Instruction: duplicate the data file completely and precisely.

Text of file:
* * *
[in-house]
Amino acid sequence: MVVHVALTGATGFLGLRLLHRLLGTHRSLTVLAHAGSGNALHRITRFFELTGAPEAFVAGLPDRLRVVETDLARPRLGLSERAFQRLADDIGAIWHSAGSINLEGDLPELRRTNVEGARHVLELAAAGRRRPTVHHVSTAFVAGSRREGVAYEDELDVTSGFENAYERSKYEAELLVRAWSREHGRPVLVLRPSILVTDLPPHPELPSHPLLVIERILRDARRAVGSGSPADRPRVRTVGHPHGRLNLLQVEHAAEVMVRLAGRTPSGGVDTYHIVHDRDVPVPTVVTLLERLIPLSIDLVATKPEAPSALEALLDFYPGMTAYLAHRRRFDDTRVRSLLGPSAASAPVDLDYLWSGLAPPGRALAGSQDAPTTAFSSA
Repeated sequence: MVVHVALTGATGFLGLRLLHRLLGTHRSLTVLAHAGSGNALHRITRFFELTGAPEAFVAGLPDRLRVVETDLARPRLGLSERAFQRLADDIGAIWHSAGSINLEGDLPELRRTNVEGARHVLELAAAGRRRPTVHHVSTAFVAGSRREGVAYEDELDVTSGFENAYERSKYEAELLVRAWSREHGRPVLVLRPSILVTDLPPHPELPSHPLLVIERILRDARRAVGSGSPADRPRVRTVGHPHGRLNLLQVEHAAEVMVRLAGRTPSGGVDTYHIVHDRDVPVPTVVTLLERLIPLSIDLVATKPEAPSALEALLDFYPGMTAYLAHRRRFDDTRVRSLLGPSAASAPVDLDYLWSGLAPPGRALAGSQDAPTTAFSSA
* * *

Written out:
[in-house]
Amino acid sequence: MVVHVALTGATGFLGLRLLHRLLGTHRSLTVLAHAGSGNALHRITRFFELTGAPEAFVAGLPDRLRVVETDLARPRLGLSERAFQRLADDIGAIWHSAGSINLEGDLPELRRTNVEGARHVLELAAAGRRRPTVHHVSTAFVAGSRREGVAYEDELDVTSGFENAYERSKYEAELLVRAWSREHGRPVLVLRPSILVTDLPPHPELPSHPLLVIERILRDARRAVGSGSPADRPRVRTVGHPHGRLNLLQVEHAAEVMVRLAGRTPSGGVDTYHIVHDRDVPVPTVVTLLERLIPLSIDLVATKPEAPSALEALLDFYPGMTAYLAHRRRFDDTRVRSLLGPSAASAPVDLDYLWSGLAPPGRALAGSQDAPTTAFSSA
Repeated sequence: MVVHVALTGATGFLGLRLLHRLLGTHRSLTVLAHAGSGNALHRITRFFELTGAPEAFVAGLPDRLRVVETDLARPRLGLSERAFQRLADDIGAIWHSAGSINLEGDLPELRRTNVEGARHVLELAAAGRRRPTVHHVSTAFVAGSRREGVAYEDELDVTSGFENAYERSKYEAELLVRAWSREHGRPVLVLRPSILVTDLPPHPELPSHPLLVIERILRDARRAVGSGSPADRPRVRTVGHPHGRLNLLQVEHAAEVMVRLAGRTPSGGVDTYHIVHDRDVPVPTVVTLLERLIPLSIDLVATKPEAPSALEALLDFYPGMTAYLAHRRRFDDTRVRSLLGPSAASAPVDLDYLWSGLAPPGRALAGSQDAPTTAFSSA